CousteauX – Davey Ray Moor Interview

Back in 1999, Cousteau released one of the great tracks of the era in “The Last Good Day of the Year”, leading to a worldwide hit and succession of high quality albums. In recent years founder members Liam McKahey and Davey Ray Moor reformed as CousteauX, with their new EP and album more than matching their earlier work. Jason Barnard speaks to Davey, the duo’s songwriter and multi-instrumentalist as they embark on the next chapter of their musical journey.

CousteauX

Your new album and BURMA EP have been described as your darkest, edgiest work. How would you describe it?

Well, I’d describe it as a reboot of Cousteau – a reboot that absorbs the two members’ evolution over the years between records. Strangely getting older has made us want to make more unsettling, stranger versions of our romantic, lush formula from yesteryear. People usually mellow out, but Liam and I seem to be seeking a more noir-ish, harder, more intense form of music than we used to make. It’s important to come back sounding fresh and rejuvenated.

Did the way you wrote and recorded it change given you’re now a duo? 

We used to be a band, and bands seek a signature sound that represents all the players. Working without a full band allows us to nuance the music a whole lot more. This time around we just follow the textures and arrangements the songs seem to ask for. It’s exciting because each song then becomes a new adventure in sound as well as in the storytelling and drama of it all.

‘The Innermost Light’ was co-written by The Libertines’ Carl Barat, a track that would work well as a Bond theme. What led you to collaborate with Carl?

The Libertines and Cousteau played together at The Blow Up Club at The Wag in Wardour Street at the very end of the 1999. Carl liked our Jools Holland songs and so we got together, hung out, had a lot of laughs and adventures and wrote a lot of songs. The Innermost Light was not right for The Jackals, but I got them playing on it, which is wicked. They’re a great band.

‘BURMA’ is a haunting anti-war song recalling the Robert Wyatt version of ‘Shipbuilding’. What inspired you to write it? 

Somebody mentioned they’d heard on the radio about this craze that swept the British Army in World War II whereby they would write acronyms on the back of their letters home; all of which were a kind of secret intimate (and often rude) code. BURMA was one of the most popular as it stood for ‘be upstairs ready my angel’. The upstairs idea intrigued me because it could mean the marital bed or the afterlife. It struck me as a great opportunity for a song that would speak to that very particular kind of longing soldiers must harbour when they are close to harm at the front. What I like about the way it turned out is that it seems like a song for all soldiers of all sides in all conflicts. I like that.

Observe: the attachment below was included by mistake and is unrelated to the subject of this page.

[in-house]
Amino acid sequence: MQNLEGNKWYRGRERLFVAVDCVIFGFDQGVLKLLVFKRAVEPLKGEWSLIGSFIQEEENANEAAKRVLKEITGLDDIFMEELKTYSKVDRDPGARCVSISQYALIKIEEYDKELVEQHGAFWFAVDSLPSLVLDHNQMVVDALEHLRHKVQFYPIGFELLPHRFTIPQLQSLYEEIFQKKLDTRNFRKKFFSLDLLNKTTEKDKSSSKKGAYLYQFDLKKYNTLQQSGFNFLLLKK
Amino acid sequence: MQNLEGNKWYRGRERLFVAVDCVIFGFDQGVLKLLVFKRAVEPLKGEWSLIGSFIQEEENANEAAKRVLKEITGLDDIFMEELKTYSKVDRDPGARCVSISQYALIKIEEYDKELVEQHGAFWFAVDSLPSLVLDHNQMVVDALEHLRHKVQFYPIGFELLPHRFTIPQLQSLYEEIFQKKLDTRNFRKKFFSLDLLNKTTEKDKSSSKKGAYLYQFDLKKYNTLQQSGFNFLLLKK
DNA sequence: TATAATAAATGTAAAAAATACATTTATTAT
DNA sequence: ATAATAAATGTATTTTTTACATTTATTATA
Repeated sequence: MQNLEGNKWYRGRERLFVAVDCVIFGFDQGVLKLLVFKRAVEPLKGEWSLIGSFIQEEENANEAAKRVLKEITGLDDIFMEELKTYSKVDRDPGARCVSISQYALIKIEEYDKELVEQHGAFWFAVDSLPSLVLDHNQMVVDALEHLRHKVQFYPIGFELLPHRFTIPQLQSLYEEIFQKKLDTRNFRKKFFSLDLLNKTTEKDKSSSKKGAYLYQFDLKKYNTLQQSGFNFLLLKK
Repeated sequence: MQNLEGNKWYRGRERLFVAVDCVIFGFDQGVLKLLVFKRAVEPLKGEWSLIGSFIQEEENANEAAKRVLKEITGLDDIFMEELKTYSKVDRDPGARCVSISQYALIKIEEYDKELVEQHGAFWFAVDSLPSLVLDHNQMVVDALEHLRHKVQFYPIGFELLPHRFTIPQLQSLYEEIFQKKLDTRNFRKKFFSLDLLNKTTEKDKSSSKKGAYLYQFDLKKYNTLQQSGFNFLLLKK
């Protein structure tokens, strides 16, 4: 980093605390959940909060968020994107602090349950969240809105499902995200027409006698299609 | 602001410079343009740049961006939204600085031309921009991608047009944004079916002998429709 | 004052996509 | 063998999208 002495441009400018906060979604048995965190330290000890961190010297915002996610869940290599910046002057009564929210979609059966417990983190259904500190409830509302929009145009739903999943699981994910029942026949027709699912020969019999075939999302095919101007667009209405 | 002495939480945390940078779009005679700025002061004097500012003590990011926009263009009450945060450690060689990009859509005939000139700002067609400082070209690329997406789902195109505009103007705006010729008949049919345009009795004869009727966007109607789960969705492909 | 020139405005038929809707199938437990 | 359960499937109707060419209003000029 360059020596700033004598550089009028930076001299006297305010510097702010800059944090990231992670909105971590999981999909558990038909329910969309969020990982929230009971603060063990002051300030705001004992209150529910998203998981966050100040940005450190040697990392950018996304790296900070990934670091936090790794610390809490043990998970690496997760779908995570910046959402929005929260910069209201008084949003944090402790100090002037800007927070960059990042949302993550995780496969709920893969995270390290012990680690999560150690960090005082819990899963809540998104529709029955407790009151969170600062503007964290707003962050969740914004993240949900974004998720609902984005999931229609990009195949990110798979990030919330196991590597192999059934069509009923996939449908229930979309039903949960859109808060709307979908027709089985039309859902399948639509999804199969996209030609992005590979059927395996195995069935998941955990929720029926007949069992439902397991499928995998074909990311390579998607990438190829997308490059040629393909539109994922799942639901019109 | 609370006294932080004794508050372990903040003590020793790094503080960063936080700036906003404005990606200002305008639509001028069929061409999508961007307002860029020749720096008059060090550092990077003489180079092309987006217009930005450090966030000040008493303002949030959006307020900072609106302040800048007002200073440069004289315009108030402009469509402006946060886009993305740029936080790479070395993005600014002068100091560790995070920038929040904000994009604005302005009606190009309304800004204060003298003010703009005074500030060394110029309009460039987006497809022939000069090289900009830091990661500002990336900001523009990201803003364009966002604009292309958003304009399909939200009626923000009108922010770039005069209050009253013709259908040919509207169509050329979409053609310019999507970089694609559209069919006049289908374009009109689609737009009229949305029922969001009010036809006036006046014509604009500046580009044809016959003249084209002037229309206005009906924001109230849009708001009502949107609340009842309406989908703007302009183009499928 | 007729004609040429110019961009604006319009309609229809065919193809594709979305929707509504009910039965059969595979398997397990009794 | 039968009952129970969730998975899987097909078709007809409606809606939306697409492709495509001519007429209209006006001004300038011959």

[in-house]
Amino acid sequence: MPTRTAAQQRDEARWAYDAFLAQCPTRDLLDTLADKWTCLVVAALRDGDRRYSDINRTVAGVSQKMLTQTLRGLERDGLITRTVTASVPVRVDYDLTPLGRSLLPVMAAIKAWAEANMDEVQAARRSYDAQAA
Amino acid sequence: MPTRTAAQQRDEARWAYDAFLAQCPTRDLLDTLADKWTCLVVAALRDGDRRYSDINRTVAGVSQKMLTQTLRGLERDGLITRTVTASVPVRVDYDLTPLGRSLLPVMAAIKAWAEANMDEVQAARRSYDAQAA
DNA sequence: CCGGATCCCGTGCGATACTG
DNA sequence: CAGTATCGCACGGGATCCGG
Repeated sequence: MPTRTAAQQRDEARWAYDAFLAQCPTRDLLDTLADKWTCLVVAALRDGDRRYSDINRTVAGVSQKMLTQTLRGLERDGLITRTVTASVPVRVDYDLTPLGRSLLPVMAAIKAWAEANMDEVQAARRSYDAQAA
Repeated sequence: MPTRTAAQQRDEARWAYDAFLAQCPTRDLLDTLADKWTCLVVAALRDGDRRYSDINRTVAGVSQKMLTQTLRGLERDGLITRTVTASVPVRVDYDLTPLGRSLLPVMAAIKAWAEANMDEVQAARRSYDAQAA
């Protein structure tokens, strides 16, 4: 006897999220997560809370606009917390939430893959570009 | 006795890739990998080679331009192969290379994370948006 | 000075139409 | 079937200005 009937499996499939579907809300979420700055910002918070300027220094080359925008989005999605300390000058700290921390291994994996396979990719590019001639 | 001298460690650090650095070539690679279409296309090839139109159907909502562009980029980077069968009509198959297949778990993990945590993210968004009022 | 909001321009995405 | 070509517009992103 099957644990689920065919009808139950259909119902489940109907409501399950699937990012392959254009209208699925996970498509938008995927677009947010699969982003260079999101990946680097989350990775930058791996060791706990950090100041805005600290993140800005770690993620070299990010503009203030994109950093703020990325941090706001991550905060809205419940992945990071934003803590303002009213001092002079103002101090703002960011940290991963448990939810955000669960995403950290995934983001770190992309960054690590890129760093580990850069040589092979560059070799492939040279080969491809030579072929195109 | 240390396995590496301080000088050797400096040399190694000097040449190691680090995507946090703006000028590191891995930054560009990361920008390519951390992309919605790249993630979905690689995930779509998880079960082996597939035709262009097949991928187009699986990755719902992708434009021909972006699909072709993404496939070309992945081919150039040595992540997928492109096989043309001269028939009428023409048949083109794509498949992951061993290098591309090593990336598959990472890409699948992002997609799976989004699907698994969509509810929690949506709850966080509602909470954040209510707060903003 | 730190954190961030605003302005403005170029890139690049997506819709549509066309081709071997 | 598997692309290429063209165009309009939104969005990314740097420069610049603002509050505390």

You’re nearing the end of a Pledge Music campaign for the new album – how have you found that compared to being in the record company infrastructure?

Platforms like Pledge, and more recently SupaPass, are the internet come good for musicians. It’s a direct channel between the band and their fans. Fans want to buy stuff and help the band make more music, and bands want to keep making music – maybe even make a modest living from their work! To date the whole thing is going very well for us – definitely the way of the future. I really love the idea of fair trade streaming – SupaPass are way ahead of the curve in that regard.

Going back, were you surprised by the success of ‘The Last Good Day of the Year’?

Yes we were. We knew it was good, but musicians are used to inoculating themselves against becoming too hopeful about having success and hits. However the song has had a charmed life worldwide and has been played endlessly internationally since it came out.

Did it create pressure to follow it up?

I guess what it creates is a tension between natural songwriting processes and the tendency to consider creating some sort of facsimile that repeated the same formula as your most successful song. Looking back, I now reckon it might have been OK to deliberately analyse and create a similar song – who knows, it might’ve sounded great. But it would’ve been un-natural to do that and I feared I’d break some precious spell if I wrote a song by numbers.

What are your favourite tracks from the previous incarnation of the band?

My favourites are She Bruise Easy, Of This Goodbye, Have You Seen Her and How Will I Know.

What led you to reform after such after about 10 years?

Making music apart from each other led Liam and I to separately realise how magic it was when we used to work together and combine our abilities. Sometimes musicians just find a companion with a mojo that creates something synergetic and bigger than the two individuals. That’s magic when that happens. Getting back together again, we write and record so quickly and it is all such a cool thrill for us both.

What’s the future for CousteauX – are your plans for any more live shows?

We’ve got some European dates lined up after our album launch gig at The 100 Club in London in September. Once our album gets out there people will know the new tunes we’ll probably do more joined-up touring in 2018. We’re just kicking off, so let’s hope somebody will book us to play!

Thanks for this! I hope you like the new album. Warm regards.

More information can be found at www.cousteaux.com

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